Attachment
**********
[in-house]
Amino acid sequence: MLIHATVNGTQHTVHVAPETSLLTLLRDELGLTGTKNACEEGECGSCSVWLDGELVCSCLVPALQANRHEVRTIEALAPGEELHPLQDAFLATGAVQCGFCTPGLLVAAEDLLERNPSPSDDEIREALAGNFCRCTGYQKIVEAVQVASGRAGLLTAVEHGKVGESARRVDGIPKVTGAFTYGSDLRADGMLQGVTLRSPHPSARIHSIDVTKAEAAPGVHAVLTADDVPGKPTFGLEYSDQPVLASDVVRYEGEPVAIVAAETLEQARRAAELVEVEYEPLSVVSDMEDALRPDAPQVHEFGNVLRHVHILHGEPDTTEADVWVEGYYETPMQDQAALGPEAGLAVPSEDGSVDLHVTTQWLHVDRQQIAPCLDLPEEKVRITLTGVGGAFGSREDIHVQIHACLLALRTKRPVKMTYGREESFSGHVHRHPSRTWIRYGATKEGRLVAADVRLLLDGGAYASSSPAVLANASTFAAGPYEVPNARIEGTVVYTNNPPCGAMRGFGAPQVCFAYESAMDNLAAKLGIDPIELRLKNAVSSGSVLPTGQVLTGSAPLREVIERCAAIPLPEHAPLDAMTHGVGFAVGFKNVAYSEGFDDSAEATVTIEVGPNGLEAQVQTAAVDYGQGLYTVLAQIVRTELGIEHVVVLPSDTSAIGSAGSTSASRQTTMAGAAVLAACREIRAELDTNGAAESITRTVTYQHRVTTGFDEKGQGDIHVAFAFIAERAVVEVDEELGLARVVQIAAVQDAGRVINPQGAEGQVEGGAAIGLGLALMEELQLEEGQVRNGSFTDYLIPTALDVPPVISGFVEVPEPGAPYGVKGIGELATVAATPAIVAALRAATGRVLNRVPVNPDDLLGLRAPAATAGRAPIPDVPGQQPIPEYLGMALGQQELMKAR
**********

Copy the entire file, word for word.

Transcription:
[in-house]
Amino acid sequence: MLIHATVNGTQHTVHVAPETSLLTLLRDELGLTGTKNACEEGECGSCSVWLDGELVCSCLVPALQANRHEVRTIEALAPGEELHPLQDAFLATGAVQCGFCTPGLLVAAEDLLERNPSPSDDEIREALAGNFCRCTGYQKIVEAVQVASGRAGLLTAVEHGKVGESARRVDGIPKVTGAFTYGSDLRADGMLQGVTLRSPHPSARIHSIDVTKAEAAPGVHAVLTADDVPGKPTFGLEYSDQPVLASDVVRYEGEPVAIVAAETLEQARRAAELVEVEYEPLSVVSDMEDALRPDAPQVHEFGNVLRHVHILHGEPDTTEADVWVEGYYETPMQDQAALGPEAGLAVPSEDGSVDLHVTTQWLHVDRQQIAPCLDLPEEKVRITLTGVGGAFGSREDIHVQIHACLLALRTKRPVKMTYGREESFSGHVHRHPSRTWIRYGATKEGRLVAADVRLLLDGGAYASSSPAVLANASTFAAGPYEVPNARIEGTVVYTNNPPCGAMRGFGAPQVCFAYESAMDNLAAKLGIDPIELRLKNAVSSGSVLPTGQVLTGSAPLREVIERCAAIPLPEHAPLDAMTHGVGFAVGFKNVAYSEGFDDSAEATVTIEVGPNGLEAQVQTAAVDYGQGLYTVLAQIVRTELGIEHVVVLPSDTSAIGSAGSTSASRQTTMAGAAVLAACREIRAELDTNGAAESITRTVTYQHRVTTGFDEKGQGDIHVAFAFIAERAVVEVDEELGLARVVQIAAVQDAGRVINPQGAEGQVEGGAAIGLGLALMEELQLEEGQVRNGSFTDYLIPTALDVPPVISGFVEVPEPGAPYGVKGIGELATVAATPAIVAALRAATGRVLNRVPVNPDDLLGLRAPAATAGRAPIPDVPGQQPIPEYLGMALGQQELMKAR